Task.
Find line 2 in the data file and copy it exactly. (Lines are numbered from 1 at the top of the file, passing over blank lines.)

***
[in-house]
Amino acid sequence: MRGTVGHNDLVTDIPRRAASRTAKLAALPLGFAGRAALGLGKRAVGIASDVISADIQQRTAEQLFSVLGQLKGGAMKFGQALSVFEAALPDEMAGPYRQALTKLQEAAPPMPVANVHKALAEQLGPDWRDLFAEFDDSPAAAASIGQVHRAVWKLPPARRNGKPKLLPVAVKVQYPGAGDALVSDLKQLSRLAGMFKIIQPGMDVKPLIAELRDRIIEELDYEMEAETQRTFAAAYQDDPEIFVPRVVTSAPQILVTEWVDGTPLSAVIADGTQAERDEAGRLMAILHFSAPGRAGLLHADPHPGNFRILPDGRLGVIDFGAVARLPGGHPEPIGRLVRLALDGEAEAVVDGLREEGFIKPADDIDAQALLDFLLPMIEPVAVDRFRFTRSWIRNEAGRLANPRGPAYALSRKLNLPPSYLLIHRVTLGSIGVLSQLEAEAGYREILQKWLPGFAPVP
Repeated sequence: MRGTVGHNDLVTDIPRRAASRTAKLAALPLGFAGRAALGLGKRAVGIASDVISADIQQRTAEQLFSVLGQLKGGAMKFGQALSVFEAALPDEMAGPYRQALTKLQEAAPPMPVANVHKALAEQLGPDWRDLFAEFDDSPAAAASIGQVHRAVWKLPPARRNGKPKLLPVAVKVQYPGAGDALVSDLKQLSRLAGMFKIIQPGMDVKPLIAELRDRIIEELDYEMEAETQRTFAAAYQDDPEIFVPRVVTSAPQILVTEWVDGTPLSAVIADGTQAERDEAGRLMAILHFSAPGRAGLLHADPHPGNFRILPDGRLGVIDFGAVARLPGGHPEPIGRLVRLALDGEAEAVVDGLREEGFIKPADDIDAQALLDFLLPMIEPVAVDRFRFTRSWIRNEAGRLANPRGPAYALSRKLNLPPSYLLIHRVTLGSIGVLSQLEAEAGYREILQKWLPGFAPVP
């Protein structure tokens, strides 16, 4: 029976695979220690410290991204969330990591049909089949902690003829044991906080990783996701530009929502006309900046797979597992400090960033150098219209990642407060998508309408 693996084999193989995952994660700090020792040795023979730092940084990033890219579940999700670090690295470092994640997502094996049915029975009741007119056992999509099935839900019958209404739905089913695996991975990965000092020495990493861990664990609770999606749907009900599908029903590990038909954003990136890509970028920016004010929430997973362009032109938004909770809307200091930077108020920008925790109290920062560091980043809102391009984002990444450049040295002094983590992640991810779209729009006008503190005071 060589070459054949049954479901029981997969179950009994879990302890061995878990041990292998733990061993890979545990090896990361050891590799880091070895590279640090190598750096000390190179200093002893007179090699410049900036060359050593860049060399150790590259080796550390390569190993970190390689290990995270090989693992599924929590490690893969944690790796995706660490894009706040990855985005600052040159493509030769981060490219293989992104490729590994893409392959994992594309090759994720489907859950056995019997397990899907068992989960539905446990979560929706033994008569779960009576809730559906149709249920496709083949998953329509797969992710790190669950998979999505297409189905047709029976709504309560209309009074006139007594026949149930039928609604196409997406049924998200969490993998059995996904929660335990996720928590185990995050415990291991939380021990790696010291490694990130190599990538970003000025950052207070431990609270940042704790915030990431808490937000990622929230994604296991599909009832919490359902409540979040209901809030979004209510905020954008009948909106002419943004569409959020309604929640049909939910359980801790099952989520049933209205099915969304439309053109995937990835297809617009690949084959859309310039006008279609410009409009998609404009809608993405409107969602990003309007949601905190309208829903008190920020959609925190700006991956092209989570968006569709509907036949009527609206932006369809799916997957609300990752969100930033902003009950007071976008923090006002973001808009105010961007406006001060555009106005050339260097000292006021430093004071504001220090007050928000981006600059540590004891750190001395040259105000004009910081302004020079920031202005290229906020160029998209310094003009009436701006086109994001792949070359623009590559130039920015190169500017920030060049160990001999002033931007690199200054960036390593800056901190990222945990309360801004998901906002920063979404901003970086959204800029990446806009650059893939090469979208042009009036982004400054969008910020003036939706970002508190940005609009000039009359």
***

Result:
Amino acid sequence: MRGTVGHNDLVTDIPRRAASRTAKLAALPLGFAGRAALGLGKRAVGIASDVISADIQQRTAEQLFSVLGQLKGGAMKFGQALSVFEAALPDEMAGPYRQALTKLQEAAPPMPVANVHKALAEQLGPDWRDLFAEFDDSPAAAASIGQVHRAVWKLPPARRNGKPKLLPVAVKVQYPGAGDALVSDLKQLSRLAGMFKIIQPGMDVKPLIAELRDRIIEELDYEMEAETQRTFAAAYQDDPEIFVPRVVTSAPQILVTEWVDGTPLSAVIADGTQAERDEAGRLMAILHFSAPGRAGLLHADPHPGNFRILPDGRLGVIDFGAVARLPGGHPEPIGRLVRLALDGEAEAVVDGLREEGFIKPADDIDAQALLDFLLPMIEPVAVDRFRFTRSWIRNEAGRLANPRGPAYALSRKLNLPPSYLLIHRVTLGSIGVLSQLEAEAGYREILQKWLPGFAPVP